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MF Global Action Creates Stir

MF Global Action Creates Stir
From political 'rebates' to an accounting debate over a pile of money, the wrangling over this bankruptcy drags on.

Note: This is a roundup of news items that have appeared over the holiday weekend covering the ongoing MF Global debacle.

When the going gets tough the political donor beneficiaries apparently provide rebates. Over the weekend, Fox News reported that President Obama's re-election campaign and the Democratic National Committee have returned more than $70,000 in contributions from Jon Corzine, former head of MF Global. Corzine is a top Obama fundraiser, bringing in more than $500,000 for the re-election campaign since April, according to the report. The DNC says it will evaluate returns of donations from other MF Global employees on a case-by-case basis.

Perhaps the hottest issue is a debate between two accounting firms - Price Waterhouse in the United States and KPMG, administrator in Britain of the liquidation of MF Global's British arm. Apparently, the U.S. trustee presiding over the bankruptcy is requesting return of more than $600 million from the British arm of MF Global, however KPMG, court-appointed administrator in Britain disputes that conclusion. Meanwhile, everyone is still looking for $1.2 billion of missing client money.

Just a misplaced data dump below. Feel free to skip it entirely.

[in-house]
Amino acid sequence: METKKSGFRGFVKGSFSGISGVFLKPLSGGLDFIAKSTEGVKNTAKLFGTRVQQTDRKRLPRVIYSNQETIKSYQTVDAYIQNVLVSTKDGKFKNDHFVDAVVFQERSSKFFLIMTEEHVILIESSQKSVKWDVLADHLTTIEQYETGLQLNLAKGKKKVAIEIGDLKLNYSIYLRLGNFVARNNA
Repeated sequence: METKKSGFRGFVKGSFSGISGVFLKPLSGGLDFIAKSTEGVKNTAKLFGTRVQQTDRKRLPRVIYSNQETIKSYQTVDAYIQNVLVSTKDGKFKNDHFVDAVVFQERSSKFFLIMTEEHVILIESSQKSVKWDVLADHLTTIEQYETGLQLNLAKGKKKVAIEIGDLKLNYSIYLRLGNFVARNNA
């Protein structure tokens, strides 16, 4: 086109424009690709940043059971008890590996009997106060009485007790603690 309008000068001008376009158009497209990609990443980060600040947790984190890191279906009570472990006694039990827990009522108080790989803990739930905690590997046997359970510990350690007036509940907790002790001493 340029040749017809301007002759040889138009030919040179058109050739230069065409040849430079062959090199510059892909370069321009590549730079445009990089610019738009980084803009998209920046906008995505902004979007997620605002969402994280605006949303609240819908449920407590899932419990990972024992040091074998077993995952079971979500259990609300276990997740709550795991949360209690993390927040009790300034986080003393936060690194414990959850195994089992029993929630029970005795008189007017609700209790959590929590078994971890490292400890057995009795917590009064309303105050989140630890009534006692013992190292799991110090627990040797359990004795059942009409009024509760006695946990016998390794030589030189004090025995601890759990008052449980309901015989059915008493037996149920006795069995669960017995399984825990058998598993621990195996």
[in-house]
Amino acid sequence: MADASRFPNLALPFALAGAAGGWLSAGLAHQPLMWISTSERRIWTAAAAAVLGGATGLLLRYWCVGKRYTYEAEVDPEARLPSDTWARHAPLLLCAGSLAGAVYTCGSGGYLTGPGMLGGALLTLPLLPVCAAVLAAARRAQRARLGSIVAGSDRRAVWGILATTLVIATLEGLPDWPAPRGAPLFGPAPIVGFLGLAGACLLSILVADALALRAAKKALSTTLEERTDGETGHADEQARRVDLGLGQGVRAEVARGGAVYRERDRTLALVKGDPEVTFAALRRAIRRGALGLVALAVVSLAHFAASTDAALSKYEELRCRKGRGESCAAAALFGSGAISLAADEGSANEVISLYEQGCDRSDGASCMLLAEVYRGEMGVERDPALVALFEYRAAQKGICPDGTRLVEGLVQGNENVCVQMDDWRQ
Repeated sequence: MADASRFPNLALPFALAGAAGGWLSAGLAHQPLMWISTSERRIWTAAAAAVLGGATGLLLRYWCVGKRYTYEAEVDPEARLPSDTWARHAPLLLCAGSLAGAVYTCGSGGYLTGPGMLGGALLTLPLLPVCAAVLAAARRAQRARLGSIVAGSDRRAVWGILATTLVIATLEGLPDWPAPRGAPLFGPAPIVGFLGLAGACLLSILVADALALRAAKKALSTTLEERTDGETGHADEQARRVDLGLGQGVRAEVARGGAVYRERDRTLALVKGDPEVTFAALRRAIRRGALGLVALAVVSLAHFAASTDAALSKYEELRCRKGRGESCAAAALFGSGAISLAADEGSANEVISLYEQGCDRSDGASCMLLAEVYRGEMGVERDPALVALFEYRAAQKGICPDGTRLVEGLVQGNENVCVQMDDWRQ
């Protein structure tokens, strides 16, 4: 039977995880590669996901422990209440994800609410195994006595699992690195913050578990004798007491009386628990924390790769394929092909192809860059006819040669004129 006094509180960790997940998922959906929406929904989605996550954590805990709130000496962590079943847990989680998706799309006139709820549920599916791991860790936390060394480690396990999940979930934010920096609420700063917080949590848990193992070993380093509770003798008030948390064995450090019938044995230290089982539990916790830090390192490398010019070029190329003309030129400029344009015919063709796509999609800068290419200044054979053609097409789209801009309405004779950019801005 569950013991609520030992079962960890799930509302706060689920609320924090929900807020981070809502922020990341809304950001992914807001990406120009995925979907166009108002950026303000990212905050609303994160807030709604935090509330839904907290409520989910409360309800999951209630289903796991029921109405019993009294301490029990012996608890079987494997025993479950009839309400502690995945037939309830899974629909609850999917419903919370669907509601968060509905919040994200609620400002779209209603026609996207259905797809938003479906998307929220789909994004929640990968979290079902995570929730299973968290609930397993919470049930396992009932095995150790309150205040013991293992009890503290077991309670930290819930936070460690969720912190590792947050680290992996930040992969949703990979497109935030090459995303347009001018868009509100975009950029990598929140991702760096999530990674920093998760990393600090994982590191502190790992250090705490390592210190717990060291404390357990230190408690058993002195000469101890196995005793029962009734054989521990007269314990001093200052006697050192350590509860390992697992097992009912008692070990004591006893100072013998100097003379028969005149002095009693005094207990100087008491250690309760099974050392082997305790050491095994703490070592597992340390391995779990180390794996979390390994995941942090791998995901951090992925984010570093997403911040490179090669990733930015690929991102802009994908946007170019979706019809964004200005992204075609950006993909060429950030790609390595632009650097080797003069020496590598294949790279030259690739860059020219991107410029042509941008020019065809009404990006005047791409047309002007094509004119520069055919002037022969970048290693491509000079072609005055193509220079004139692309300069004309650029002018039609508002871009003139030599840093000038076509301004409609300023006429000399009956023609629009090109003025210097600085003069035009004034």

That dispute over the $600-plus million could hurt further efforts that all U.S. customers would get at least 72% of their money back, according to a New York Post report. While the contested funds are not part of the missing $1.2 billion, they can still cut recoveries of U.S. customers who trade in foreign futures.

As for the $1.2 billion, wire reports note that the Commodity Futures Trading Commission is reporting it has identified transfers of customers' segregated accounts, but they continue to look at subsequent transfers of those funds as part of an ongoing investigation.

And in the Senate, Chuck Grassley, R-Iowa, is one of 16 senators who wrote the U.S. Attorney General urging him to bring justice to the actions of MF Global executive. In the letter, the senators say that "if the (Justice) Department's ongoing investigation uncovers illegal actions, criminal prosecution shoule b pursured without hesitation."

Senators are hopping mad that segregated accounts of clients were violated as they were in this case. MF Global was responsible for more than 40% of the trade activity at the Chicago Board, and its collapse has had far-reaching impacts on brokerage firms that cleared trades through the organization.

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